September 18, 2014 § 18 Comments
Penny and the boys decamped this morning for a four-day wilderness skills gathering, unadvisedly leaving me in charge of, well, everything. Their infrequent absences always put me in a state of mild bewilderment: So steady is our companionship that the sudden absolution of everyone’s needs but my own and the various critters under my care is an unhinging experience. I always think I’m going to do something a little crazy while they’re gone – you know, like drink two beers in a single evening, or maybe go out for pizza, or stay up ’til 10 watching a movie – but it never seems to happen. Instead, I just go about the workaday routines of this little holding, slowly lapsing into loneliness. At least I have the cows.
I don’t have a whole lot in me at the moment in regards to writing. The flurry of activity over the past month or so, coupled with the whispered urgency of the first frost, has put me squarely back in that spot of just wanting to do things. Hands, not head. Stop talking so damn much and just make some shit happen. Indeed, over the past few days, I made ample progress on the stack of sawlogs, while Penny and the boys harvested onions and a row of ‘taters. Nearly a full day was devoted to the slaughter and packaging of 80-odd meat birds and a half-dozen ducks. Of course, there was all the prep a four-day camping trip involves and when they return on Sunday afternoon, smelling of campfire smoke and exhaustion, there will be all the unpacking, the airing of tent and sleeping bags, the washing of camp dishes, the retelling of tales, and so on. I bet you know how it is.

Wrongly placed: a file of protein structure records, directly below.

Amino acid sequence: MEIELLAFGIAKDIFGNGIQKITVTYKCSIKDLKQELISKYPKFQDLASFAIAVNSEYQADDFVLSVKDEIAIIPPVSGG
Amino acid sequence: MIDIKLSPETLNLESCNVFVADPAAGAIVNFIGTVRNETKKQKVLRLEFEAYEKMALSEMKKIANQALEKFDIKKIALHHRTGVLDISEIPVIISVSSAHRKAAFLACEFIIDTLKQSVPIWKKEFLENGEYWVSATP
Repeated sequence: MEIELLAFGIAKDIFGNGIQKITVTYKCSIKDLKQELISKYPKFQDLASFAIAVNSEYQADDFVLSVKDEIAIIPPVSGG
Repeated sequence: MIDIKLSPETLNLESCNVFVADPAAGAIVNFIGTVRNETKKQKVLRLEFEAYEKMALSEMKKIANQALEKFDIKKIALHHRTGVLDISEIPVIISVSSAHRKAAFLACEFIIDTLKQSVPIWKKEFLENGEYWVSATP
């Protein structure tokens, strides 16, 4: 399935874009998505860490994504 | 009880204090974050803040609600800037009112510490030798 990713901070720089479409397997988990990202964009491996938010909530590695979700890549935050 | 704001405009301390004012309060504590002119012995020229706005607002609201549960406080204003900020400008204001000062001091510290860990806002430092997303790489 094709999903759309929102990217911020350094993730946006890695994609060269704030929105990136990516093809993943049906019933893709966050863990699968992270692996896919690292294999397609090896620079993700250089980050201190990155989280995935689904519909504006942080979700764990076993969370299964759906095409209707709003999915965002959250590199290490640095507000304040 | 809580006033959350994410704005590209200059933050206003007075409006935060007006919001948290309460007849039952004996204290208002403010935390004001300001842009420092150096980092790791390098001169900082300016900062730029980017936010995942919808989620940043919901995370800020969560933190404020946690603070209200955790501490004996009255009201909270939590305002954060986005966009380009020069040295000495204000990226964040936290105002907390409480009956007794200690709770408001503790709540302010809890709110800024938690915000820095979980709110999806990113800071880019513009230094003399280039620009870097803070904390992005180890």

Anyway. You know I’ll be back. You know that somewhere in the midst of everything that needs to be doing, something will remind me of something else, and that little itchy spark will be lit and then I’ll be back here, blabbering out of both sides of my mouth at once. But for now, at least, quiet. And maybe a little sweat.
It’s a good combination, really.
September 15, 2014 § 51 Comments
Yesterday morning Rye and I went down into the woods to one of our favorite mushroom haunts. The chanterelles are pretty much done, but there’d been another flush of hedgehogs since our last visit and we quickly gathered enough to eat with lunch.
When we returned home, Penny was putting a few gallons of wild chokecherries through the mill in preparation for making a winter’s worth of chokecherry fruit leather, which the boys covet and which I think is only ok. There was a fire in the cookstove, though maybe we could have done without it. But we prefer to cook over wood, and for lunch we fried up the mushrooms and a couple of steaks and Penny ran down to the potato patch and we had baked potatoes, too, with generous dollops of the butter I’d churned the evening before.